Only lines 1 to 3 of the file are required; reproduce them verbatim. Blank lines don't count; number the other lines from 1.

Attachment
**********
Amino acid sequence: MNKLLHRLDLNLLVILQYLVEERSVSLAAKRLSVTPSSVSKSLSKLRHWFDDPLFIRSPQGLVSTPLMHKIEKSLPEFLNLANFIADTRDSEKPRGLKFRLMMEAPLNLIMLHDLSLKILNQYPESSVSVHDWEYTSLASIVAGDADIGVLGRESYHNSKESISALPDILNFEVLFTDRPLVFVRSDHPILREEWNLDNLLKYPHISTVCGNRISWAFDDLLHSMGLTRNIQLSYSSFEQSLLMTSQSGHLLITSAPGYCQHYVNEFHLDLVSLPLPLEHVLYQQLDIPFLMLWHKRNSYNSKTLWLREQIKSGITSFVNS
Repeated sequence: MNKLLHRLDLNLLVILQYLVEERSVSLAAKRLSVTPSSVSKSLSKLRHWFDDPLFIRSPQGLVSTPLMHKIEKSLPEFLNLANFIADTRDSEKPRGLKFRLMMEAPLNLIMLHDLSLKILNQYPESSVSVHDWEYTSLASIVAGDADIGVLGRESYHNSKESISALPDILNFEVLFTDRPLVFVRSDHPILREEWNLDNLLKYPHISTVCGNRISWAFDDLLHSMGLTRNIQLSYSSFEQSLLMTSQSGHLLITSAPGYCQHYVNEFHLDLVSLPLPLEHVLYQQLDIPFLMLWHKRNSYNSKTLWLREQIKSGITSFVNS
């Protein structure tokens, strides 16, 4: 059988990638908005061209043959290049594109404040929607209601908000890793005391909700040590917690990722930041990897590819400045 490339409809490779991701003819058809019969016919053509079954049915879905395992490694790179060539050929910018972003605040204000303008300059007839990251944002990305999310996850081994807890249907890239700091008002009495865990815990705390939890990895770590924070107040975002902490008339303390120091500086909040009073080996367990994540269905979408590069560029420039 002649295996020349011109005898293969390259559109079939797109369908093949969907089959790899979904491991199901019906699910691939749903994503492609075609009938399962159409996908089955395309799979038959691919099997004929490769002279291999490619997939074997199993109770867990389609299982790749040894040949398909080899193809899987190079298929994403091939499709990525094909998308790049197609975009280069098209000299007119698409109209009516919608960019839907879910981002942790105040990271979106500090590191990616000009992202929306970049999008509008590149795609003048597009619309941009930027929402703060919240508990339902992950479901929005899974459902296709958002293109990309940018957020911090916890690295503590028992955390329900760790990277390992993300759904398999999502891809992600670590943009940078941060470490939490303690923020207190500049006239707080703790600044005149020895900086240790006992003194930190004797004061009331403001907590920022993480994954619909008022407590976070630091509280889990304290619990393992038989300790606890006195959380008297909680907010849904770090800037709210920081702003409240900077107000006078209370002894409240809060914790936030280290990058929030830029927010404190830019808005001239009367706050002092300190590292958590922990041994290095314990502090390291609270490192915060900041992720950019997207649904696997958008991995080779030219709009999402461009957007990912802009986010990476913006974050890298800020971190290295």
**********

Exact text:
Amino acid sequence: MNKLLHRLDLNLLVILQYLVEERSVSLAAKRLSVTPSSVSKSLSKLRHWFDDPLFIRSPQGLVSTPLMHKIEKSLPEFLNLANFIADTRDSEKPRGLKFRLMMEAPLNLIMLHDLSLKILNQYPESSVSVHDWEYTSLASIVAGDADIGVLGRESYHNSKESISALPDILNFEVLFTDRPLVFVRSDHPILREEWNLDNLLKYPHISTVCGNRISWAFDDLLHSMGLTRNIQLSYSSFEQSLLMTSQSGHLLITSAPGYCQHYVNEFHLDLVSLPLPLEHVLYQQLDIPFLMLWHKRNSYNSKTLWLREQIKSGITSFVNS
Repeated sequence: MNKLLHRLDLNLLVILQYLVEERSVSLAAKRLSVTPSSVSKSLSKLRHWFDDPLFIRSPQGLVSTPLMHKIEKSLPEFLNLANFIADTRDSEKPRGLKFRLMMEAPLNLIMLHDLSLKILNQYPESSVSVHDWEYTSLASIVAGDADIGVLGRESYHNSKESISALPDILNFEVLFTDRPLVFVRSDHPILREEWNLDNLLKYPHISTVCGNRISWAFDDLLHSMGLTRNIQLSYSSFEQSLLMTSQSGHLLITSAPGYCQHYVNEFHLDLVSLPLPLEHVLYQQLDIPFLMLWHKRNSYNSKTLWLREQIKSGITSFVNS
């Protein structure tokens, strides 16, 4: 059988990638908005061209043959290049594109404040929607209601908000890793005391909700040590917690990722930041990897590819400045 490339409809490779991701003819058809019969016919053509079954049915879905395992490694790179060539050929910018972003605040204000303008300059007839990251944002990305999310996850081994807890249907890239700091008002009495865990815990705390939890990895770590924070107040975002902490008339303390120091500086909040009073080996367990994540269905979408590069560029420039 002649295996020349011109005898293969390259559109079939797109369908093949969907089959790899979904491991199901019906699910691939749903994503492609075609009938399962159409996908089955395309799979038959691919099997004929490769002279291999490619997939074997199993109770867990389609299982790749040894040949398909080899193809899987190079298929994403091939499709990525094909998308790049197609975009280069098209000299007119698409109209009516919608960019839907879910981002942790105040990271979106500090590191990616000009992202929306970049999008509008590149795609003048597009619309941009930027929402703060919240508990339902992950479901929005899974459902296709958002293109990309940018957020911090916890690295503590028992955390329900760790990277390992993300759904398999999502891809992600670590943009940078941060470490939490303690923020207190500049006239707080703790600044005149020895900086240790006992003194930190004797004061009331403001907590920022993480994954619909008022407590976070630091509280889990304290619990393992038989300790606890006195959380008297909680907010849904770090800037709210920081702003409240900077107000006078209370002894409240809060914790936030280290990058929030830029927010404190830019808005001239009367706050002092300190590292958590922990041994290095314990502090390291609270490192915060900041992720950019997207649904696997958008991995080779030219709009999402461009957007990912802009986010990476913006974050890298800020971190290295």